Never Underestimate the Doughnut Lobby
Sfenj in Fez
The gift I woke up to on the first morning of Chanukah last December was oily, as all good Chanukah foods should be. For breakfast at my guesthouse in Fez, Morocco, I’d been given sfenj, the deep-fried, ring-shaped pastry that’s a staple of Maghrebi mornings and Moroccan Jewish celebrations.
But Assad, my young server—he told me he was 15; I would’ve guessed several years younger—likely had no idea of the Jewish holiday when he set out the sfenj and bowls of olives, soft cheese, apricot jam, and flavorful honey.
“Everything great? Happy?” he asked as he bustled around me and pointed to the intricately painted coffee table where he’d arranged the food. Of course, I replied. I picked up the sfenj. The outside was slightly crispy, and I caught a whiff of the dense oiliness imparted by the deep fryer. My fingers became sticky as I pulled the sfenj apart and spread honey on it.
The word “sfenj” comes from the Arabic for “sponge,” and the comparison is spot-on. The texture is soft and pillowy, like an airy, raised doughnut. But the yeast-based dough is barely sweetened, if at all, so its tanginess works well with sugary toppings.
Later that day, walking through the narrow paths of Fez’s ancient medina, the walled old city, I saw men peddling their sfenj, straight out of the hot oil, on long wooden poles. One of these men had fried the sfenj I’d eaten for breakfast. Later, I’d see the cook at the guesthouse press a few coins into Assad’s palm, who returned a half hour later with armfuls of fruit, spices for the tagines, traditional mint green tea, and brown paper bags full of sfenj.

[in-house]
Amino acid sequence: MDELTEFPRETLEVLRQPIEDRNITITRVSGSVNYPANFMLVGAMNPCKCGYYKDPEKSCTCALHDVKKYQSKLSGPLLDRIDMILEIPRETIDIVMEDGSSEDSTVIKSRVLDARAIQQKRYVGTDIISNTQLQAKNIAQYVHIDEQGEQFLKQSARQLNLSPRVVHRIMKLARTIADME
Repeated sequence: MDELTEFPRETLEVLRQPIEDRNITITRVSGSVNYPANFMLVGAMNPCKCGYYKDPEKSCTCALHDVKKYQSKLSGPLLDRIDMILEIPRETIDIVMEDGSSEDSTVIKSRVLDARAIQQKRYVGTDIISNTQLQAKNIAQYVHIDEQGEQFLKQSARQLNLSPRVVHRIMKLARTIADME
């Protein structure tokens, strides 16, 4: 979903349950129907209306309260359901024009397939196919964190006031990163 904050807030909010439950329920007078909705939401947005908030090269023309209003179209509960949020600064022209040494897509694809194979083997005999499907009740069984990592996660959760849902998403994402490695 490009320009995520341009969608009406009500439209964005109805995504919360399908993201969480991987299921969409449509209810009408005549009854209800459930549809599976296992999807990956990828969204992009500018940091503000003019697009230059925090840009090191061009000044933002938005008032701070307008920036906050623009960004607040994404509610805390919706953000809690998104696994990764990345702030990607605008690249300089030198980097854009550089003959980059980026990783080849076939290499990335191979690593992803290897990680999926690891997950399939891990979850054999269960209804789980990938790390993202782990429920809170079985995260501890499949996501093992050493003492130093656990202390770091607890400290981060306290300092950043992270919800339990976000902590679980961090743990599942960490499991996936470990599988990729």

Today, a popular Chanukah dessert among Jewish families like mine is sufganiyot (the plural of sufganiyah), jelly-filled doughnuts that originated in Central Europe. However, it was almost Moroccan sfenj that attained this status at Chanukah celebrations.
Sfenj, which were brought to British Palestine by Moroccan Jews in the decades before Israel was founded in 1948, caught on as a perfect Chanukah treat because they were easy to make at home. But in the Holy Land, this was precisely what caused their downfall. The Histadrut, the Israeli Labor Union, campaigned for people to choose sufganiyot for Chanukah instead; because sufganiyot were considerably more difficult to fry up at home, people needed to buy them from professional Jewish bakers—hence, more jobs for Jewish workers.
But while millions of Jews worldwide now eat sufganiyot on Chanukah, sfenj and its flatter cousins, like Algerian khfaf and Libyan sfinz, are still popular across Moroccan Jewish communities in Israel and breakfast tables in North Africa.
The next morning, after Assad greeted me with a goofy smile, a salesman’s pat on the back, and a giggly teenage attempt to ensnare me into reading swear words in Arabic, he asked me how I liked the sfenj yesterday. I asked him for two that day.